Join the Eugene-Springfield City Nature Challenge 2021

Join your friends and neighbors in documenting local plants and animals during the Eugene-Springfield 2021 City Nature Challenge!

This year, organizations across the region invite you to get outdoors and explore the world just outside of your backyard. 

Through an easy, online/phone application, you’ll learn about the plants and animals around you, all while contributing to a growing body of urban habitat science.

The City Nature Challenge is a community science bioblitz with the goal of observing and identifying as many species as possible in urban communities. Participants from more than 200 cities worldwide will contribute and so can you!

2021 City Nature Challenge Project Partners

How It Works

Step-by-step Instructions

 Step 1: Sign Up for iNaturalist

  • Sign up. Download the free iNaturalist mobile app for iOS or Android from the AppStore or Google Play. You can also use the website.
  • Create an iNaturalist account using an email address, a unique user name, and a password. (If you are working as a family, you may want to create a user name for your group, for example, TeamGarcia or NearbyNatureJones or something even more fun!)
  • Note: If you check “Yes, license my photos, sounds, and observations so scientists can use my data” this will allow scientists to use your photos for their research.

Step 2: Join The Eugene-Springfield City Nature Challenge Project

If you can’t get outside, you can still participate! Join this project, specifically designed for species you may find inside your home:  

Never Home Alone: The Wild Life of Homes


  • Click the More icon at the bottom of your screen and then click Projects. Use the Search icon to find even more projects near you!
  • Now you are ready to post your own photo observations, as well as see what other people in the community are finding in their neighborhoods!

Step 3: Take Photos for iNaturalist

  • The easiest way to connect photos to location is to turn ON the GPS (or Location) function on your phone or other digital camera before you start taking photos (you can always turn it back off afterward).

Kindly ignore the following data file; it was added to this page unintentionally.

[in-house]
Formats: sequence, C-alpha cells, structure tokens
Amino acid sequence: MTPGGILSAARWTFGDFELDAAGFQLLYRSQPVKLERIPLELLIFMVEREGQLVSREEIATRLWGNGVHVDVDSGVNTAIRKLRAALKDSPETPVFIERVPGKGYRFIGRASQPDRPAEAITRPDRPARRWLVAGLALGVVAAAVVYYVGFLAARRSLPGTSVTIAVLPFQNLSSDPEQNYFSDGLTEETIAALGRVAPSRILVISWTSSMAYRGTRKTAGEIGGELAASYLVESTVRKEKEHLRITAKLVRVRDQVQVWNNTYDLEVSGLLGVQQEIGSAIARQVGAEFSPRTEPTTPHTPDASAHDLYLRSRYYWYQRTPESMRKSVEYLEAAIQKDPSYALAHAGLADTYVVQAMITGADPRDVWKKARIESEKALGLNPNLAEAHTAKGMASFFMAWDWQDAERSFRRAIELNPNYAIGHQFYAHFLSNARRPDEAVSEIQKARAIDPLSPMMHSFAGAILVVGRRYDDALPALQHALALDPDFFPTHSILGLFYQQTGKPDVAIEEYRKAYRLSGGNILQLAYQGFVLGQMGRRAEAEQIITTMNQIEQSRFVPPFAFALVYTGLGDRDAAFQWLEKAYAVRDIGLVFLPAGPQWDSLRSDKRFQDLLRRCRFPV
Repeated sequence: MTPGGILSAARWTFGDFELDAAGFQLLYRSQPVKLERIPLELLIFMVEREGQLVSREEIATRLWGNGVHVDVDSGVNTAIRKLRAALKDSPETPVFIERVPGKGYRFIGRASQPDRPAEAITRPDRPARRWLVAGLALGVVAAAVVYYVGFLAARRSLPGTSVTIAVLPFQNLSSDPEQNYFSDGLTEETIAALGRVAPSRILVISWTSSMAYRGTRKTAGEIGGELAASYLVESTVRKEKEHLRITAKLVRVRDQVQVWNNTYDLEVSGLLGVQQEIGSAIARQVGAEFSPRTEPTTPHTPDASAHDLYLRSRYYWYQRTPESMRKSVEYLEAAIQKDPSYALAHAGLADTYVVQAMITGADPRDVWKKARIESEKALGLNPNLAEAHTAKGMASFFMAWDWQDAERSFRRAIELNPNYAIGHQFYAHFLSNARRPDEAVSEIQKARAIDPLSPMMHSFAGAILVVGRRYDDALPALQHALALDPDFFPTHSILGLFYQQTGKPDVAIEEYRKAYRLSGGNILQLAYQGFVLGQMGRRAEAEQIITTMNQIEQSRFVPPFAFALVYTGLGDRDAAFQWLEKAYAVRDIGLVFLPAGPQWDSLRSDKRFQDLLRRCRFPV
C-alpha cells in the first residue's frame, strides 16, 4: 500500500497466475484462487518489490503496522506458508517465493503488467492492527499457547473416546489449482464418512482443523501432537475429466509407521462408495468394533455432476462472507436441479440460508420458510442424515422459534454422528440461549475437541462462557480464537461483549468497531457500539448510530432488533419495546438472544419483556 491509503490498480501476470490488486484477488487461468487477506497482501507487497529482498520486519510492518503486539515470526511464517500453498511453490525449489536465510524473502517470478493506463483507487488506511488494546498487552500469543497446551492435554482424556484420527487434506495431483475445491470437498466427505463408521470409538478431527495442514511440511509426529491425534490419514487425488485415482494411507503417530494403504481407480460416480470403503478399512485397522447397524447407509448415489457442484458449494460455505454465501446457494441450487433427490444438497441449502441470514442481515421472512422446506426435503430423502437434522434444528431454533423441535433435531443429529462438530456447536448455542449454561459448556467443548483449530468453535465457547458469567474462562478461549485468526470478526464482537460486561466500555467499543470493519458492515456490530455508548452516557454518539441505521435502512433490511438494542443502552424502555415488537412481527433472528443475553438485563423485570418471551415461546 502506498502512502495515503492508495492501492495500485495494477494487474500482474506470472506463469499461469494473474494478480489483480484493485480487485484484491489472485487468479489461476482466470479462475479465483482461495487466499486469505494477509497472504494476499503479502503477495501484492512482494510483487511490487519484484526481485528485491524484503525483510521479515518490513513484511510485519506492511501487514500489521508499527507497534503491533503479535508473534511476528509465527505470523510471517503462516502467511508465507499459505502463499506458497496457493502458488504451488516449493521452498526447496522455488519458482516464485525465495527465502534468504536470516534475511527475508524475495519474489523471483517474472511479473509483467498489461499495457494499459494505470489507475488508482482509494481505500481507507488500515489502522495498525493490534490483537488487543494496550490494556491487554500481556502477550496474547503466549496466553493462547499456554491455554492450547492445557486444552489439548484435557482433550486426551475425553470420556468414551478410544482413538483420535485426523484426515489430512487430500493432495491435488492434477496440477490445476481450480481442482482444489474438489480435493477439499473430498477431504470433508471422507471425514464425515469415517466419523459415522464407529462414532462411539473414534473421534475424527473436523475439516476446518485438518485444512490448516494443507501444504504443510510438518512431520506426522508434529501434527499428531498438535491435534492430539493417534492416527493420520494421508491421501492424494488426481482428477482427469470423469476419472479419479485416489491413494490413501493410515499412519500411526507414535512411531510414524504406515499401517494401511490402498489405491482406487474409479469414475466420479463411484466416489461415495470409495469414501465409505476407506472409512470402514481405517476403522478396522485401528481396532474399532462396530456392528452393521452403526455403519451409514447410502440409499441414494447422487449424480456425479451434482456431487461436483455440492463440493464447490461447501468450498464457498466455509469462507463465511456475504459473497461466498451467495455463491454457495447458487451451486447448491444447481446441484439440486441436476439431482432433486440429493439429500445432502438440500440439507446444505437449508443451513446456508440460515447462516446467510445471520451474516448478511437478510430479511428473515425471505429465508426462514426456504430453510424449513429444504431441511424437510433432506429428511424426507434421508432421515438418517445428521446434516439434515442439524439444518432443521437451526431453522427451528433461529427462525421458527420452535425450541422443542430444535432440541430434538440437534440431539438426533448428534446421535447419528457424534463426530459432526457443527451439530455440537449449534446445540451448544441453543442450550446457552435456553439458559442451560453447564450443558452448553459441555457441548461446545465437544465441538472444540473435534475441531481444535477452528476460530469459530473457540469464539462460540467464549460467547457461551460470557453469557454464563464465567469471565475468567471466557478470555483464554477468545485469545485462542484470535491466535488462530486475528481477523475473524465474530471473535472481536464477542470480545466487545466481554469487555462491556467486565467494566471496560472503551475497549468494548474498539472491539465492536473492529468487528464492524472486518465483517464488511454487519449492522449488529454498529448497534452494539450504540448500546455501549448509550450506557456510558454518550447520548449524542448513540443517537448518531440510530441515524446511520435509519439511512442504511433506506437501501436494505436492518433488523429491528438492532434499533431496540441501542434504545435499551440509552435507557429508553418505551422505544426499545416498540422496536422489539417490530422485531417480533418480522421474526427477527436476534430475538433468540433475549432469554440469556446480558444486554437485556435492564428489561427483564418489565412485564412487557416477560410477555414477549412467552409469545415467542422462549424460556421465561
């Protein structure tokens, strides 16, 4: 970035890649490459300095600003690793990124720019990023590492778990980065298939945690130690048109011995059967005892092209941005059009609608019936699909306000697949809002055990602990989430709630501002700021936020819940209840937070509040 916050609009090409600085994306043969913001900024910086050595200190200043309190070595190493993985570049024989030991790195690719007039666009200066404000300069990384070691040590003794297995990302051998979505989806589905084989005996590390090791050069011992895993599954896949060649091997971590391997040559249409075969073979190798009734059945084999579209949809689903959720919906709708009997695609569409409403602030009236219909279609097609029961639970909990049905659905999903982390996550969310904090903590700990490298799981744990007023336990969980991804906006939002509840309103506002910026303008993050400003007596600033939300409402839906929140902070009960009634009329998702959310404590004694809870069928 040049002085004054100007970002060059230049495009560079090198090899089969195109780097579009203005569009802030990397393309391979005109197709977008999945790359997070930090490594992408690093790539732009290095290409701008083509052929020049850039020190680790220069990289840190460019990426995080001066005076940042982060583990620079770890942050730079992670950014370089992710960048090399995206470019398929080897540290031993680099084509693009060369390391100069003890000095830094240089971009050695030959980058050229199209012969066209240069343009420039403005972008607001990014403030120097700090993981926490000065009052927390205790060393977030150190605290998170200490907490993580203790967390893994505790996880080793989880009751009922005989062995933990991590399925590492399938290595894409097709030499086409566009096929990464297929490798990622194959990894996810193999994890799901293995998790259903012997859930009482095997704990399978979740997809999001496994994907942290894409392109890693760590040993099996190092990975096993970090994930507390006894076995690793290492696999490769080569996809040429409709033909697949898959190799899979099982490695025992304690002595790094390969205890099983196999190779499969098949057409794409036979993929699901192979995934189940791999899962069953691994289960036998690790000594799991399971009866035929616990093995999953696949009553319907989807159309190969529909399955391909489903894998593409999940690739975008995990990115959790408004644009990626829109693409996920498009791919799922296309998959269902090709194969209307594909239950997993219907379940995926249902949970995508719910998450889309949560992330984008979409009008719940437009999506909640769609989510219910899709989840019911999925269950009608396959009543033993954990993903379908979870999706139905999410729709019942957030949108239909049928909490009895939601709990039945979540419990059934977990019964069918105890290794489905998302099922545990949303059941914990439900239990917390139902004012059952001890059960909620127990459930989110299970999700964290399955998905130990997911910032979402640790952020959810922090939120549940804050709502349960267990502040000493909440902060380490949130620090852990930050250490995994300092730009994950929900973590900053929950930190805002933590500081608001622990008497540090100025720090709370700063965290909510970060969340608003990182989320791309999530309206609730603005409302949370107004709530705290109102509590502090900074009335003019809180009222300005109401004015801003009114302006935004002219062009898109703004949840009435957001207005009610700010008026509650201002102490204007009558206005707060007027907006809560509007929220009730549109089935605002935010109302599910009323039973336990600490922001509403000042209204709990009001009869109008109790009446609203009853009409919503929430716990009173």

• Go out in your yard or close neighborhood and take pictures of as many wild living things as you can find. Your discoveries don’t have to be rare wildflowers or exotic bugs; but try to focus on wild rather than garden plants and skip taking pictures of pets. Try to take two or more photos of each thing you find to upload – this helps those who assist with ID’ing pictures or those using information for science

Step 4: Post Your Photos on iNaturalist

  • Open the iNaturalist app on your smartphone or device. (Do this when you have Wi-Fi and you won’t use data.)
  • Once you’re in the app, click Observe. Choose a picture on your phone and upload it to iNaturalist. To add additional photos to an observation, touch the + next to your first image. 
  • You can also upload photos through your home computer to report observations.
  • View the suggestions for what your photo might be by clicking “What did you see?” Click one if you agree, then click Share. It’s okay if you don’t know the name of what you found or if you just list “plant” or “bird” or “insect”. Other iNaturalist users can now see your photo and add an identification if one has not been made yet, or additional confirmations for photos you did identify (this is why it is very important to use the captive/cultivated option for planted yards *even if those plants are native).
  • Notice that you can see how many total photos you or your family group have added over time!
  • By visiting the project often, you will notice when other people identify your mystery photos and also what other folks have found in your neighborhood. Fun!
  • Note — If you don’t want the exact location of your photo to be visible to others (for example if your photo is in your back yard), click Edit when your photo is open, scroll to Geoprivacy (iOS) or Location Visibility (Android) under the photo, and chose Obscured. This will locate your photo within a general rather than a specific area.

Video Tutorial by the Middle Fork Willamette Watershed Council